The dark and relatively featureless lunar plains are called maria, Latin for seas, since they were believed by ancient astronomers to be filled by water. They are actually vast ancient basaltic lava flows, many of which filled the topographic depressions associated with large impact basins (Oceanus Procellarum is a major exception in that it does not correspond to any known impact basin). Maria are found almost exclusively on the lunar nearside, with the lunar far side having only a few scattered patches. Only about 2% of the surface of the far side is covered by maria,[5] compared to about 31% on the near side.[1] The most likely explanation for this difference is related to a higher concentration of heat producing elements on the near-side hemisphere, as has been demonstrated by geochemical maps obtained from the Lunar Prospector gamma-ray spectrometer.[6][7] Several provinces containing shield volcanoes and volcanic domes are found within the near side maria.[8]



The lighter-colored regions of the Moon are called terrae, or more commonly just highlands since they are topographically higher than most maria. Several prominent mountain ranges on the near side are found along the periphery of the giant impact basins, many of which have been filled by mare basalt. These are believed to be the surviving remnants of the impact basin's outer rims.[9] In contrast to the Earth, no major lunar mountains are believed to have formed as a result of tectonic events.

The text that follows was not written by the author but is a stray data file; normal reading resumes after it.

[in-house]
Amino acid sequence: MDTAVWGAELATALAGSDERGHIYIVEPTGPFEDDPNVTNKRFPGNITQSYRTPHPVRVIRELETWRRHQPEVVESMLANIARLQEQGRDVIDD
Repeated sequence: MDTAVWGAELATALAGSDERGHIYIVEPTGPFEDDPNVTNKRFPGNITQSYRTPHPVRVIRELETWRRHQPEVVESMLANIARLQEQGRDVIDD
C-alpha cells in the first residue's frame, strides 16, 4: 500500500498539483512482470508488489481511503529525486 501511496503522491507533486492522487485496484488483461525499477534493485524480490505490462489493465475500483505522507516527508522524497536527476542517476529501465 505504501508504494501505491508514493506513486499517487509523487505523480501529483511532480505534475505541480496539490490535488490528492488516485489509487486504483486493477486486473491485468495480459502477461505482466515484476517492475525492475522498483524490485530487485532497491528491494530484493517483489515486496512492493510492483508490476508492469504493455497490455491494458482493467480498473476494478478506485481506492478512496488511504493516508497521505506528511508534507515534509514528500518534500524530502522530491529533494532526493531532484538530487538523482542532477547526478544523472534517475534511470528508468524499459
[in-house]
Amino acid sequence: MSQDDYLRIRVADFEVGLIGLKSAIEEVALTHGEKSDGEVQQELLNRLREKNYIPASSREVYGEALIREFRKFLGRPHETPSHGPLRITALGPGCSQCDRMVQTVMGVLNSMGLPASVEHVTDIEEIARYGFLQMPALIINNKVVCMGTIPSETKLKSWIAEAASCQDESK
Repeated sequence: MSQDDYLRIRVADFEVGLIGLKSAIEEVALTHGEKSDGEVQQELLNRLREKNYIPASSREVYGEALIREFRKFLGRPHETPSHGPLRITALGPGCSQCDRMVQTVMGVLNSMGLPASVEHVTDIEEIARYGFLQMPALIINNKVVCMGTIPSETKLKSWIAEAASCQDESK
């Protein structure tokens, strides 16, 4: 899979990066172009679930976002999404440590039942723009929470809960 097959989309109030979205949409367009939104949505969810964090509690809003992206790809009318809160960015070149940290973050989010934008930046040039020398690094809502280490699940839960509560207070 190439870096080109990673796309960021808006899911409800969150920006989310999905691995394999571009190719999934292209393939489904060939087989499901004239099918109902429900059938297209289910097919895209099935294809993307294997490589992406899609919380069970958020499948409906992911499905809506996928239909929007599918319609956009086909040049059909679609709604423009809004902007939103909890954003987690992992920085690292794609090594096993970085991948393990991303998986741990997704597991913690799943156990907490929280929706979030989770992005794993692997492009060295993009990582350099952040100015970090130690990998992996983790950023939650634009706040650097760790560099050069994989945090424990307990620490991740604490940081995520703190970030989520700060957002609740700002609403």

Using images taken by the Clementine mission, it appears that four mountainous regions on the rim of the 73 km-wide Peary crater at the Moon's north pole remain illuminated for the entire lunar day, at least during the hemisphere's summer season. These unnamed mountains of eternal light are possible because of the Moon's extremely small axial tilt to the ecliptic plane. No similar regions of eternal light were found at the south pole, although the rim of Shackleton crater is illuminated for 80% of the lunar day. Another consequence of the Moon's small axial tilt is that there are regions that remain in permanent shadow at the bottoms of many polar craters.[10]